A shout for freedom of speech

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A shout for freedom of speech

Calls for China to release Liu Xiaobo, a dissident recently awarded the Nobel Peace Prize, and allow greater freedom of speech are getting louder.

A group of senior Chinese scholars, journalists, writers and lawyers issued a public letter demanding the government release Liu Xiaobo and uphold domestic and international conventions ensuring the basic human right of freedom of speech.

Earlier, a group of 23 elderly party members also published a public letter protesting against censorship and violations of freedom of speech. “Article 35 of the Chinese Constitution revised in 1982 guarantees freedom of the press, publication, assembly and association, but has been completely ignored for the last 28 years,” the letter said. It criticized the domestic press for propagandist puppeteering for the ruling Communist Party.

The letter, whose signatories included Mao Zedong’s former secretary Li Rui and former People’s Daily editor-in-chief Hu Jiwei, was submitted to the Communist Party’s standing committee ahead of the annual meeting in Beijing to discuss the country’s future direction.

The letter denouncing the “invisible black hand” of censorship drew 476 signatures the first day it was posted on the Internet. In a meaningful step toward breaking down a draconian political system, central and local newspapers all carried front-page coverage and editorials expressing support for Prime Minister Wen’s candid call for political reform.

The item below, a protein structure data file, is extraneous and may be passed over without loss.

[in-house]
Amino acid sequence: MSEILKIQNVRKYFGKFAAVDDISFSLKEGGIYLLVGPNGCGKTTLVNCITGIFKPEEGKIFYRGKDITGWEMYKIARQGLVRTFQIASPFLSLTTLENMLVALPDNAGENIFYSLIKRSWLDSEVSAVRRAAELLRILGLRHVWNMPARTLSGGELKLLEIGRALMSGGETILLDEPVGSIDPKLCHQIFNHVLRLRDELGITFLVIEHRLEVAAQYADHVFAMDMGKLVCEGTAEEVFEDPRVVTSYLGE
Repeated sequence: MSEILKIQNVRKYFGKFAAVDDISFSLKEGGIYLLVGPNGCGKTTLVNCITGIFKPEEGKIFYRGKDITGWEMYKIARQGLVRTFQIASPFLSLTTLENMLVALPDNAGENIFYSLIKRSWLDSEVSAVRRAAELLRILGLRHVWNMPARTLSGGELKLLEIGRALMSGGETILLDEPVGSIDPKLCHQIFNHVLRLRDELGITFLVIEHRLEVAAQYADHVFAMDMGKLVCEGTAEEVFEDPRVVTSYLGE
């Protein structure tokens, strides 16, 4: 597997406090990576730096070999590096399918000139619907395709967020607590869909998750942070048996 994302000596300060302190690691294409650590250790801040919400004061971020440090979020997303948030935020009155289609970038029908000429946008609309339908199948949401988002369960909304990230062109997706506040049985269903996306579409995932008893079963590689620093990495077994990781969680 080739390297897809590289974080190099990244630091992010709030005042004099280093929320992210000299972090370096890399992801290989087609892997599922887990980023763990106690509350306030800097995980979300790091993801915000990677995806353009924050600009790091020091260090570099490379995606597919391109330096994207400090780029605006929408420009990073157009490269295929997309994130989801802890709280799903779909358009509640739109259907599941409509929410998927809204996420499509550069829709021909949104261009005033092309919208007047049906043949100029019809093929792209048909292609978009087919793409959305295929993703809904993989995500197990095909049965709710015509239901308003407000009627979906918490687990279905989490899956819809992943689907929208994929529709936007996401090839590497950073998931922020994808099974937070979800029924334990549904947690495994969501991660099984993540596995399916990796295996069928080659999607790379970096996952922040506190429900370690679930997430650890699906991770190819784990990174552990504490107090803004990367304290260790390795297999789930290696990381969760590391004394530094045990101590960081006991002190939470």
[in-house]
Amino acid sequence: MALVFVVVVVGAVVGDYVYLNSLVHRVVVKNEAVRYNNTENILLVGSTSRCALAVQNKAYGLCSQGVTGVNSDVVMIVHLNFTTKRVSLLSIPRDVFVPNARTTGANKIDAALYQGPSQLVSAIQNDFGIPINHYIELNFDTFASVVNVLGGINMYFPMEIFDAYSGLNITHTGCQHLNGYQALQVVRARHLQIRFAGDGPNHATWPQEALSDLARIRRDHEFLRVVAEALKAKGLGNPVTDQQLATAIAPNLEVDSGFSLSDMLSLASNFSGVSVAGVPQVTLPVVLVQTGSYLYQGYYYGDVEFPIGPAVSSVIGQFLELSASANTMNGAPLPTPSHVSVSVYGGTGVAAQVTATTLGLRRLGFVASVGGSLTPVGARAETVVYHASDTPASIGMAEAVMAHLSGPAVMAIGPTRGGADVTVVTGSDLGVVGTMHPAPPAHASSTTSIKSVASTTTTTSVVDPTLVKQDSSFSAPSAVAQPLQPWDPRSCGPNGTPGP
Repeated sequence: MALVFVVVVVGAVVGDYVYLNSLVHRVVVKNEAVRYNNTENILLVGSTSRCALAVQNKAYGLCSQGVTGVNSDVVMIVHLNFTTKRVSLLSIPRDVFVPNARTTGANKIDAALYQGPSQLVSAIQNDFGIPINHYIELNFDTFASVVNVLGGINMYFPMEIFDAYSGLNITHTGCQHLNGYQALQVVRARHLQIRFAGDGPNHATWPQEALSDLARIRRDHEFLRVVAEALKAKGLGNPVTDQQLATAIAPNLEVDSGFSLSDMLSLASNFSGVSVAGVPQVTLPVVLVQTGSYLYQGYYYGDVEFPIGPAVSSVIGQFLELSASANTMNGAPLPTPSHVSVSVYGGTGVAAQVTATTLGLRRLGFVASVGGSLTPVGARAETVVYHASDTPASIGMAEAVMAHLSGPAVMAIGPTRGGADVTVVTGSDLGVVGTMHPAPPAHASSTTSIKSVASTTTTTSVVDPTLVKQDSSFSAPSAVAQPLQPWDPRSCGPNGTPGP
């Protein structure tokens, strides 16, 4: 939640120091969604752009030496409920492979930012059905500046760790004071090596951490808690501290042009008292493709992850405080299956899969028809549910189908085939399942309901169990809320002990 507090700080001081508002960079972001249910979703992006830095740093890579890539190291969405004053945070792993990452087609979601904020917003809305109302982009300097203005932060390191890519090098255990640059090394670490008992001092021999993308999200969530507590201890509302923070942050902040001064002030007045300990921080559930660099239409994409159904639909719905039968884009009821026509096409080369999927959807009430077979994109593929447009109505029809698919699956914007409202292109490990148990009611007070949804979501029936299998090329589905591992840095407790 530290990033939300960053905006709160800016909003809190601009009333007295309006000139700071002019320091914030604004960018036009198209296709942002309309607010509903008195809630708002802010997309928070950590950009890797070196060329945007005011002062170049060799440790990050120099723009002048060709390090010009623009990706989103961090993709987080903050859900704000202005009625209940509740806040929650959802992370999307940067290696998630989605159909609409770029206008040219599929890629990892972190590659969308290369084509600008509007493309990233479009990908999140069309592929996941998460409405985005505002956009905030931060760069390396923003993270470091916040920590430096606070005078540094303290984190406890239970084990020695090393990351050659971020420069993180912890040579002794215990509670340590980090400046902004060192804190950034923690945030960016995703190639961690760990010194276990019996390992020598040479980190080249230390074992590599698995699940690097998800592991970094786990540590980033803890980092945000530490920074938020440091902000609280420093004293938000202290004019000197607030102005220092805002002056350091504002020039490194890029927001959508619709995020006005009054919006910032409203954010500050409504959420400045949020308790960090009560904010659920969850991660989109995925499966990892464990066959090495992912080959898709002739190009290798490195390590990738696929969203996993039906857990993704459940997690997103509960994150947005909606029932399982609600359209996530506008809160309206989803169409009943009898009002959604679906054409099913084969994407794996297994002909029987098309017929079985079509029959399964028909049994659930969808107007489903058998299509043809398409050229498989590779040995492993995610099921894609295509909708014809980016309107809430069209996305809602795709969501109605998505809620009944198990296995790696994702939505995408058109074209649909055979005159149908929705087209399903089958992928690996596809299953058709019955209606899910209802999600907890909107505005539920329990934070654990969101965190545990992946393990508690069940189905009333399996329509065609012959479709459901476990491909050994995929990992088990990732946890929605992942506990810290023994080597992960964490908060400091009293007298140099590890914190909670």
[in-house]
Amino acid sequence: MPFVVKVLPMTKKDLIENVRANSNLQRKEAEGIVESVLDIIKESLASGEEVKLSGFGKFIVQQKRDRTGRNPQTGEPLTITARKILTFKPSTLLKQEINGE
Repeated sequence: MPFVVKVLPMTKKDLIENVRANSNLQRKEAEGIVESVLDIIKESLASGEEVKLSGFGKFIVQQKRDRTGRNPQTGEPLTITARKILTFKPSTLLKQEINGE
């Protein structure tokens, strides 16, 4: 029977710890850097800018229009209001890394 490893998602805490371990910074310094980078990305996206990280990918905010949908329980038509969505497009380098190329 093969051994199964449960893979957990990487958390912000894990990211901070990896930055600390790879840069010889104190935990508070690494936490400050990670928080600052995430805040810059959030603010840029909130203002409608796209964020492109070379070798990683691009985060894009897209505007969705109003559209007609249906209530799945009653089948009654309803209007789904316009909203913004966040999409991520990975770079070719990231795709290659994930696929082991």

According to Freedom House, the only countries as restrictive and repressive of freedom of speech apart from China are North Korea and Myanmar. Beijing extensively and tightly controls its media, blocking critical comments against the government or references to ethnic groups’ rights, Taiwan or human rights.

The Communist regime implements strict media coverage guidelines and at least 36 journalists and 68 Internet commentators are in custody. Chinese netizens number 360 million. It is impossible to watch and clamp down on every one of them. Freedom of the press and speech is the first step toward any form of democratic society.

A single-party system and press freedom do not mix. The society cannot sustain the fragile balancing act between a free market and draconian political system. As the Communist Party’s National People’s Congress convenes its annual meeting, we hope the leadership will seriously address the political reform issue.
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